Spring Break is often a restful week away from school often filled with fun and sun, but for 11 of our students, it was a week of adventure and exploration in the Galapagos Islands!

Eleven students, ranging from grades 4–10, visited the Galapagos Islands in Ecuador to explore diverse habitats, exotic animals, and South American culture. Science and Spanish Subject Expert Teacher Dr. Isquith, Science Subject Expert Teacher Ms. McCormick, and four parents went along for the ride (and to chaperone)!

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After an airport layover in Colombia, the group kicked off their trip in Quito, the capital of Ecuador, and jumped from the northern to southern hemisphere at the equator. Everyone stood on the equator and several students even took part in educational experiments. One student successfully balanced an egg on a nail (which is much harder than you would think).

Then it was on to the main event—the Galapagos Islands! The group visited San Cristóbal Island, Isabela Island, and Santa Cruz Island, each part of the 21 islands total that make up the Galapagos. The central theme of the trip was plant, animal, and habitat conservation. “I learned about animal lives and how important preserving them is,” says Anika K. ’25.BIM Galapagos 2018 (2)

Students learned a lot about the importance of taking care of all habitats and species and how difficult they are to preserve once they become endangered. At the Darwin Research Center, they learned how people are working to conserve endangered animals and discovered that introducing new species to a new place can be detrimental to an ecosystem. They even visited the Giant Tortoise Breeding Center!

“We experienced a lot more nature in the Galapagos than here,” says Mohan L. ’22. “We saw lots of new animals like lava lizards, land and water iguanas, finches, and blue-footed boobies.”

The group also explored the varied habitats they learned about at the research center. They swam with sea turtles, ate wild blackberries, snorkeled and saw puffer fish, sea urchins and more wildlife, walked Flamingo Lake, hiked the Sierra Negra volcano, visited the Twin Craters, viewed lava tunnels, and played on several beaches. Dr. Isquith said a group highlight was a game of Marco Polo in the ocean at dusk, watching the sunset and seeing the stars overhead at the same time.BIM Galapagos 2018 (17)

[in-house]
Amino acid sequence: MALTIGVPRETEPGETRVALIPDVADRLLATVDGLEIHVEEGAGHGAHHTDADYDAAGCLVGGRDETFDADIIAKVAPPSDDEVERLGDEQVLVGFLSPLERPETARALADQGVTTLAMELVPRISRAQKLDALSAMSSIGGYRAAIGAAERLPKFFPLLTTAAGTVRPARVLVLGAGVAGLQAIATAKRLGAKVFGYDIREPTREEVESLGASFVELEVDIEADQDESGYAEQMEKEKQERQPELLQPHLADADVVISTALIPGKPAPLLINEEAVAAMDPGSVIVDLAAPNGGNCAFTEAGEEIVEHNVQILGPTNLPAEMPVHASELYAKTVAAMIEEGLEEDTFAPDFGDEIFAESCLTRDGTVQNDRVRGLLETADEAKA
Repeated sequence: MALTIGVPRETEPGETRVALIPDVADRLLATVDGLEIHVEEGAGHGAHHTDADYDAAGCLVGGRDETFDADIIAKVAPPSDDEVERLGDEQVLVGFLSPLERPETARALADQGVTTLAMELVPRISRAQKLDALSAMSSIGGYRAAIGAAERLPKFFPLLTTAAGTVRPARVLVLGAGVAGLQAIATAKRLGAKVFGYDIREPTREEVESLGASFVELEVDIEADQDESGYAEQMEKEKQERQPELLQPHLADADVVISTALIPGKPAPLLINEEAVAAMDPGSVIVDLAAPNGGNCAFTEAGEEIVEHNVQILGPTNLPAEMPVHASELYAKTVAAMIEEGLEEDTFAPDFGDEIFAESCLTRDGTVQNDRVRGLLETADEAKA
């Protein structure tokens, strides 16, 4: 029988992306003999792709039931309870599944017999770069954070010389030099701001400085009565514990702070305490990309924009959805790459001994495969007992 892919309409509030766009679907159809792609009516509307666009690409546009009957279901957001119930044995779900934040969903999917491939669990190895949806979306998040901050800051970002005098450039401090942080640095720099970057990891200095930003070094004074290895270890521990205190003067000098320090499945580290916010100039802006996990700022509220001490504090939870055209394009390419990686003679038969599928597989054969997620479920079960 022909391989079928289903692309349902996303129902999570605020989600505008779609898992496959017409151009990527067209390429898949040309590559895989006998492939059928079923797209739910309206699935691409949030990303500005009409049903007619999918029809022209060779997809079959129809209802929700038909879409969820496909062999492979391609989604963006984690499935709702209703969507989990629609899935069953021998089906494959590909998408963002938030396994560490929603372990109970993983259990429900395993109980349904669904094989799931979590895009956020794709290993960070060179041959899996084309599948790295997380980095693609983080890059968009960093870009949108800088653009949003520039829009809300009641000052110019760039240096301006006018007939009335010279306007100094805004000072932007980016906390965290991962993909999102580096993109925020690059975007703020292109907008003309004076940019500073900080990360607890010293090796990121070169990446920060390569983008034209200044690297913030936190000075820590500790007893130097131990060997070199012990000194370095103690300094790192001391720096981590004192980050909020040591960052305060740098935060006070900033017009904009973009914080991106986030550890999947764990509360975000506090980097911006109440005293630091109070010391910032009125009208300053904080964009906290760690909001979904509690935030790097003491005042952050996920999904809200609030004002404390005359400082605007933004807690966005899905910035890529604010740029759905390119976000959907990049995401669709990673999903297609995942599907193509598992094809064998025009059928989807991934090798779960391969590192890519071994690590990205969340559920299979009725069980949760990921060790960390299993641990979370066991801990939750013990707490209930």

Though trip was science-focused, there was plenty of Spanish language and Ecuadorian culture for the students to experience firsthand as well. The group bonded over trying new foods and enjoyed experiencing the local community, including dancing and local markets. The trip was over Holy Week, so they saw the local parades and traditions associated with the Christian holiday.

“I have a passion for Spanish and biology, so this trip was perfect combo of the two,” says Dr. Isquith, who organized the trip to share those interests with students.BIM Galapagos 2018 (4)

While some students on the trip are currently learning Spanish, it was not a requirement, and students taking Latin and French also participated. Though students spanned seven grades, each had learned background on a part of the trip (i.e., habitats, wildlife and plant species, Darwinism) in class at BASIS Independent McLean prior to going.

We asked Anika ’25 if she would recommend going on a school-sponsored international trip to a friend. “Definitely, it was really fun. I got to know a lot of other students. And it was educational, but not in a boring way. It was really hands-on,” she says.

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This is BASIS Independent McLean’s second international trip. Last year, French Subject Expert Teacher Mme. Seye took students to Senegal, Africa. The trip gave those students an immersive chance to practice and finesse the French language in real-time, and also allowed them to experience an entirely new cultural and societal viewpoint from what they were used to. Next year, Mme. Seye and the French Department will lead another abroad Spring Break trip—most likely to Madagascar!

At BASIS Independent McLean, we love giving our students opportunities not only outside of the classroom, but outside of our own culture and country. We can’t wait for many more amazing trips!